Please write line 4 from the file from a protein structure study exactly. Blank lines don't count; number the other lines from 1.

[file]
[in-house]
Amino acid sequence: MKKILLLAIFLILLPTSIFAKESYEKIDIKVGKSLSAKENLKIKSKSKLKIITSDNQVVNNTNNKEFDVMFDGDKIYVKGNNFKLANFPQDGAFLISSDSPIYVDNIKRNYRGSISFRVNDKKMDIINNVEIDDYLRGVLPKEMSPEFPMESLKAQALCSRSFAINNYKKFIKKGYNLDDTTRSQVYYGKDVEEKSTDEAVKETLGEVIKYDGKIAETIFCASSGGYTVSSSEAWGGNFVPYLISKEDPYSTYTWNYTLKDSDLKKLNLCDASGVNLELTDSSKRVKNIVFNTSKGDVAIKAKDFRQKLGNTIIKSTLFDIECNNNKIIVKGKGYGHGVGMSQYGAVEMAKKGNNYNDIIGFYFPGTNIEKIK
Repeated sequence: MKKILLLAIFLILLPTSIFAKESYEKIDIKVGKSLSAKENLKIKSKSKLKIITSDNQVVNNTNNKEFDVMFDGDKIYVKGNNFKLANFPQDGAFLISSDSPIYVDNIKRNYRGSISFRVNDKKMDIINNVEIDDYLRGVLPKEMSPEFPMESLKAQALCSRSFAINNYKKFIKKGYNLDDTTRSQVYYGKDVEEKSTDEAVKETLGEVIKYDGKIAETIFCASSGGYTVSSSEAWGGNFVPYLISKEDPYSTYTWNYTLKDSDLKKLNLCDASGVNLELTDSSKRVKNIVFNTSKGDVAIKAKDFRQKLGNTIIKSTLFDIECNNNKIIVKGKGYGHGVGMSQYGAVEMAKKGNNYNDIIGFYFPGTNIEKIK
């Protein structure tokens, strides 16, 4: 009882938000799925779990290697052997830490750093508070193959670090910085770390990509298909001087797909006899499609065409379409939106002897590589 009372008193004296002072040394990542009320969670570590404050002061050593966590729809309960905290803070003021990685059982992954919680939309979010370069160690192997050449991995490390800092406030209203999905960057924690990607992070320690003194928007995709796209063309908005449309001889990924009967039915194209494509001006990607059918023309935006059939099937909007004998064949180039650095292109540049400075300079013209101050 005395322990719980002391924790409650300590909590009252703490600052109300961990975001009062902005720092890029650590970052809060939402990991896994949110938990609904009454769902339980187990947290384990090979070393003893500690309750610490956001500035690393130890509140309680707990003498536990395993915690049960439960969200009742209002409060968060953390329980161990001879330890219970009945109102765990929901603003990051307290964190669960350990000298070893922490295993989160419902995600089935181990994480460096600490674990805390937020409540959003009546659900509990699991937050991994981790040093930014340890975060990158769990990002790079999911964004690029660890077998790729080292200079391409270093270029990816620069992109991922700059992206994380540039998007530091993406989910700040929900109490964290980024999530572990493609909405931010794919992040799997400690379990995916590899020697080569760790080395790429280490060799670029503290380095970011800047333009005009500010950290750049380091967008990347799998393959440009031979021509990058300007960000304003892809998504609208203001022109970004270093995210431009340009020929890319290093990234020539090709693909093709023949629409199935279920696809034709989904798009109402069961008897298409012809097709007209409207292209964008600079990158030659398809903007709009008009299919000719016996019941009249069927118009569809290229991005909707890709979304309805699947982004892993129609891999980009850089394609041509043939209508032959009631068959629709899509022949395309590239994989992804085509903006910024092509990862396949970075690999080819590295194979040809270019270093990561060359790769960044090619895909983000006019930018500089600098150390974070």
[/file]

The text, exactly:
């Protein structure tokens, strides 16, 4: 009882938000799925779990290697052997830490750093508070193959670090910085770390990509298909001087797909006899499609065409379409939106002897590589 009372008193004296002072040394990542009320969670570590404050002061050593966590729809309960905290803070003021990685059982992954919680939309979010370069160690192997050449991995490390800092406030209203999905960057924690990607992070320690003194928007995709796209063309908005449309001889990924009967039915194209494509001006990607059918023309935006059939099937909007004998064949180039650095292109540049400075300079013209101050 005395322990719980002391924790409650300590909590009252703490600052109300961990975001009062902005720092890029650590970052809060939402990991896994949110938990609904009454769902339980187990947290384990090979070393003893500690309750610490956001500035690393130890509140309680707990003498536990395993915690049960439960969200009742209002409060968060953390329980161990001879330890219970009945109102765990929901603003990051307290964190669960350990000298070893922490295993989160419902995600089935181990994480460096600490674990805390937020409540959003009546659900509990699991937050991994981790040093930014340890975060990158769990990002790079999911964004690029660890077998790729080292200079391409270093270029990816620069992109991922700059992206994380540039998007530091993406989910700040929900109490964290980024999530572990493609909405931010794919992040799997400690379990995916590899020697080569760790080395790429280490060799670029503290380095970011800047333009005009500010950290750049380091967008990347799998393959440009031979021509990058300007960000304003892809998504609208203001022109970004270093995210431009340009020929890319290093990234020539090709693909093709023949629409199935279920696809034709989904798009109402069961008897298409012809097709007209409207292209964008600079990158030659398809903007709009008009299919000719016996019941009249069927118009569809290229991005909707890709979304309805699947982004892993129609891999980009850089394609041509043939209508032959009631068959629709899509022949395309590239994989992804085509903006910024092509990862396949970075690999080819590295194979040809270019270093990561060359790769960044090619895909983000006019930018500089600098150390974070």